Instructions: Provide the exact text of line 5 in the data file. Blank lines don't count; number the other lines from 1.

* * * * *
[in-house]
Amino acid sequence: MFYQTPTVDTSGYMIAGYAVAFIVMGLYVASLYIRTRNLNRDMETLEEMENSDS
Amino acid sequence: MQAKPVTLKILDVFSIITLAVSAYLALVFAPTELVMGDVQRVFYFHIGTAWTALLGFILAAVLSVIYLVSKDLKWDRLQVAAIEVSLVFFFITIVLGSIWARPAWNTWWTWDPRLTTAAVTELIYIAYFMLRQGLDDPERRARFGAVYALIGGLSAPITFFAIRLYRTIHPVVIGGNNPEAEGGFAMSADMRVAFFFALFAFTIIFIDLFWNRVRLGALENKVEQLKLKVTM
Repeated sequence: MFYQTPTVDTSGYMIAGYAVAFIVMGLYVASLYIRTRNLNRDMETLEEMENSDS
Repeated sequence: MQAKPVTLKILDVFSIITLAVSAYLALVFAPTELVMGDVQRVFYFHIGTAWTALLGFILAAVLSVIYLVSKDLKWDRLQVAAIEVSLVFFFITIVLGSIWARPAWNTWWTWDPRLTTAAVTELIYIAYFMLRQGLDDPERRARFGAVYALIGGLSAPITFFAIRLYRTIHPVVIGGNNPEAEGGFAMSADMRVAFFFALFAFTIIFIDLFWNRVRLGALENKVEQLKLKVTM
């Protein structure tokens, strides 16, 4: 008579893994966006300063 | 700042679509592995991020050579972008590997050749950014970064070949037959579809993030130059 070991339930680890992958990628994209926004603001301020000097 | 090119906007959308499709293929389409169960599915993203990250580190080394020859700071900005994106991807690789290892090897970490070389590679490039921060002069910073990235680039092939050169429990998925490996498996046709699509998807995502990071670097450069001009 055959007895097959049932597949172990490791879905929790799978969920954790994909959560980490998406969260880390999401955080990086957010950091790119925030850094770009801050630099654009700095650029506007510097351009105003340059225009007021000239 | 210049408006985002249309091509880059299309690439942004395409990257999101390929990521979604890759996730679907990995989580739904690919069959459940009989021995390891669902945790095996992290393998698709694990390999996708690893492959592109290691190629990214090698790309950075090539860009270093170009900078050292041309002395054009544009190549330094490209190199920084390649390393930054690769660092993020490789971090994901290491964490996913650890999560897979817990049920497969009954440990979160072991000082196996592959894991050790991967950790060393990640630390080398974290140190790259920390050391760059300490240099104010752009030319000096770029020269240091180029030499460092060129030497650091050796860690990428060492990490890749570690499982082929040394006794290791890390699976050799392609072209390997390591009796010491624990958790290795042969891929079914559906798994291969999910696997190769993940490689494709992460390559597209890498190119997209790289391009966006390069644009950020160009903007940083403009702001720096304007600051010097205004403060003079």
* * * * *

Repeated sequence: MQAKPVTLKILDVFSIITLAVSAYLALVFAPTELVMGDVQRVFYFHIGTAWTALLGFILAAVLSVIYLVSKDLKWDRLQVAAIEVSLVFFFITIVLGSIWARPAWNTWWTWDPRLTTAAVTELIYIAYFMLRQGLDDPERRARFGAVYALIGGLSAPITFFAIRLYRTIHPVVIGGNNPEAEGGFAMSADMRVAFFFALFAFTIIFIDLFWNRVRLGALENKVEQLKLKVTM